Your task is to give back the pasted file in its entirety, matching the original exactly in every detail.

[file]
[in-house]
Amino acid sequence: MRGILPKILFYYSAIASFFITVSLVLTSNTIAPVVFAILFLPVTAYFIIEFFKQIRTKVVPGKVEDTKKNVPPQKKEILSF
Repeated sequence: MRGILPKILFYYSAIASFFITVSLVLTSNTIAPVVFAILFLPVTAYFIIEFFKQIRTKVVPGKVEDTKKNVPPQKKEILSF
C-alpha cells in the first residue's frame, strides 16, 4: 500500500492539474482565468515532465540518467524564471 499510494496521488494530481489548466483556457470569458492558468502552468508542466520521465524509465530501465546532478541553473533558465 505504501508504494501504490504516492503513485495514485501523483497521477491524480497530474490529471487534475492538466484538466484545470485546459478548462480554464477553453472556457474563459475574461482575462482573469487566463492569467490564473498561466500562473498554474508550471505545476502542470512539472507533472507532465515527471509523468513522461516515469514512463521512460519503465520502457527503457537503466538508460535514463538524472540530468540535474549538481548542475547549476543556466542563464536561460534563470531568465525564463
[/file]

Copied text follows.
[in-house]
Amino acid sequence: MRGILPKILFYYSAIASFFITVSLVLTSNTIAPVVFAILFLPVTAYFIIEFFKQIRTKVVPGKVEDTKKNVPPQKKEILSF
Repeated sequence: MRGILPKILFYYSAIASFFITVSLVLTSNTIAPVVFAILFLPVTAYFIIEFFKQIRTKVVPGKVEDTKKNVPPQKKEILSF
C-alpha cells in the first residue's frame, strides 16, 4: 500500500492539474482565468515532465540518467524564471 499510494496521488494530481489548466483556457470569458492558468502552468508542466520521465524509465530501465546532478541553473533558465 505504501508504494501504490504516492503513485495514485501523483497521477491524480497530474490529471487534475492538466484538466484545470485546459478548462480554464477553453472556457474563459475574461482575462482573469487566463492569467490564473498561466500562473498554474508550471505545476502542470512539472507533472507532465515527471509523468513522461516515469514512463521512460519503465520502457527503457537503466538508460535514463538524472540530468540535474549538481548542475547549476543556466542563464536561460534563470531568465525564463